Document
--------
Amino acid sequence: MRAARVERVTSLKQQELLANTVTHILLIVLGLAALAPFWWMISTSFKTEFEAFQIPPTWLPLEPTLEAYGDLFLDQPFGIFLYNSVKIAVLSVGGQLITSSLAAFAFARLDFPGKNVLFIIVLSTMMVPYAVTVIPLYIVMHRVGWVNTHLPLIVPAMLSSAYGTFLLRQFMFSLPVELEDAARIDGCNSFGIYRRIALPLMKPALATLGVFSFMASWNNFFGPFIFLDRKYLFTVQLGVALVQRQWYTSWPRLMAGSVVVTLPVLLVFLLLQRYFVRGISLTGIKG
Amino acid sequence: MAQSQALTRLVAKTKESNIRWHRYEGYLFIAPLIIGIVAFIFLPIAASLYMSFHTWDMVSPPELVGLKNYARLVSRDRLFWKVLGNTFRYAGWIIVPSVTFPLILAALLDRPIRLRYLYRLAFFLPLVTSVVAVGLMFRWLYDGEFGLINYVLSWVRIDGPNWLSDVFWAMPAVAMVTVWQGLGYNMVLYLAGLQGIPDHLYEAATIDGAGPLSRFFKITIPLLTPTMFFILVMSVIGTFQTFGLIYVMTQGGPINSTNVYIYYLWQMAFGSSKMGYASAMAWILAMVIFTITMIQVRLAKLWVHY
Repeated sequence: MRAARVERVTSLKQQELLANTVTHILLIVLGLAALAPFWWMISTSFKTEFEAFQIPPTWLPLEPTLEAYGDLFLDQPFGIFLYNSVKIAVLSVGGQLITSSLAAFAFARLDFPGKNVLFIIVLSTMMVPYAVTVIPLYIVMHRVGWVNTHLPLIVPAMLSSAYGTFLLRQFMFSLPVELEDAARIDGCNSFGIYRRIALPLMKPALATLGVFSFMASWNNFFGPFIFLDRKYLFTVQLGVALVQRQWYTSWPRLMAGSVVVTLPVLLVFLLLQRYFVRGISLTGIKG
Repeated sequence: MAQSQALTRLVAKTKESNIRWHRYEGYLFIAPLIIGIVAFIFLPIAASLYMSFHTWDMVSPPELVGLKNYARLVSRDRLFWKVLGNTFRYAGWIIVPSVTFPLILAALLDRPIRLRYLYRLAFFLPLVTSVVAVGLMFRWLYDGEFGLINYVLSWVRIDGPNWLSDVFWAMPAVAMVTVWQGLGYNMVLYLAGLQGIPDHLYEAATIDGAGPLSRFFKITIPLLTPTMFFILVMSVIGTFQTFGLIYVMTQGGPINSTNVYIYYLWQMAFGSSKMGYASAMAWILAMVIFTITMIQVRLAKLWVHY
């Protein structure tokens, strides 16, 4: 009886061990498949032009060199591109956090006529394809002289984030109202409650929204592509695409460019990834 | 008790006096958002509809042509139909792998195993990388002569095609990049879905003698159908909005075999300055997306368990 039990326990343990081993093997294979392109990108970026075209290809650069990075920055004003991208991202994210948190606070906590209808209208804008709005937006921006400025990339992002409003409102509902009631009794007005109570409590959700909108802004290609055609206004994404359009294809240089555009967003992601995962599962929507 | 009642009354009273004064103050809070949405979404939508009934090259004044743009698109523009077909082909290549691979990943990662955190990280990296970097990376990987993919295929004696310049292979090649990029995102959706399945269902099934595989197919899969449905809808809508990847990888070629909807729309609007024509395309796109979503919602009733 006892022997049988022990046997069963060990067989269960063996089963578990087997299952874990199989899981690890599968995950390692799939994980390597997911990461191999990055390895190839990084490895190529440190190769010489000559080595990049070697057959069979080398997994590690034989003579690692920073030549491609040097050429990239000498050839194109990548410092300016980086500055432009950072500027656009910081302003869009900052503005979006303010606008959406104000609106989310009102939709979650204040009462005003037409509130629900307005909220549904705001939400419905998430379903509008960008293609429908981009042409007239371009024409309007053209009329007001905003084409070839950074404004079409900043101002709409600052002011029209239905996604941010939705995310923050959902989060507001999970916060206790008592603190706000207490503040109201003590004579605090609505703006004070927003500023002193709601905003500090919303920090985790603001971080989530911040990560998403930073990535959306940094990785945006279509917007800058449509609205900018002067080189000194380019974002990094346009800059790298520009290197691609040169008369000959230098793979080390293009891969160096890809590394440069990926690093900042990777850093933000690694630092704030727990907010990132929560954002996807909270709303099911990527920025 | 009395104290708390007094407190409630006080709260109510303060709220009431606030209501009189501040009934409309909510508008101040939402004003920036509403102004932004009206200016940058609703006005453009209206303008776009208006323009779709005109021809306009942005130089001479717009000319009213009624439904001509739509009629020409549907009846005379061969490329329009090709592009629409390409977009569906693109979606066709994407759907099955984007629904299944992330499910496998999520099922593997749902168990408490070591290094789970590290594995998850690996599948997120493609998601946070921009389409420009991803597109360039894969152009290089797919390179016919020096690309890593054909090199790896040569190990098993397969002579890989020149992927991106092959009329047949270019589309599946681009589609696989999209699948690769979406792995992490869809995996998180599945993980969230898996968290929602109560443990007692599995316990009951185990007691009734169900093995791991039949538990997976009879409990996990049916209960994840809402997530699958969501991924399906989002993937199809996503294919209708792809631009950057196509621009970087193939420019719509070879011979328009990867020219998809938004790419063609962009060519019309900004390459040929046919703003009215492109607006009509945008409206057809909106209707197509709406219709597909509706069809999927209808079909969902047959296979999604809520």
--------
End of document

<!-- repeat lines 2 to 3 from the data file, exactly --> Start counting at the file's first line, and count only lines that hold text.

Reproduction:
Amino acid sequence: MAQSQALTRLVAKTKESNIRWHRYEGYLFIAPLIIGIVAFIFLPIAASLYMSFHTWDMVSPPELVGLKNYARLVSRDRLFWKVLGNTFRYAGWIIVPSVTFPLILAALLDRPIRLRYLYRLAFFLPLVTSVVAVGLMFRWLYDGEFGLINYVLSWVRIDGPNWLSDVFWAMPAVAMVTVWQGLGYNMVLYLAGLQGIPDHLYEAATIDGAGPLSRFFKITIPLLTPTMFFILVMSVIGTFQTFGLIYVMTQGGPINSTNVYIYYLWQMAFGSSKMGYASAMAWILAMVIFTITMIQVRLAKLWVHY
Repeated sequence: MRAARVERVTSLKQQELLANTVTHILLIVLGLAALAPFWWMISTSFKTEFEAFQIPPTWLPLEPTLEAYGDLFLDQPFGIFLYNSVKIAVLSVGGQLITSSLAAFAFARLDFPGKNVLFIIVLSTMMVPYAVTVIPLYIVMHRVGWVNTHLPLIVPAMLSSAYGTFLLRQFMFSLPVELEDAARIDGCNSFGIYRRIALPLMKPALATLGVFSFMASWNNFFGPFIFLDRKYLFTVQLGVALVQRQWYTSWPRLMAGSVVVTLPVLLVFLLLQRYFVRGISLTGIKG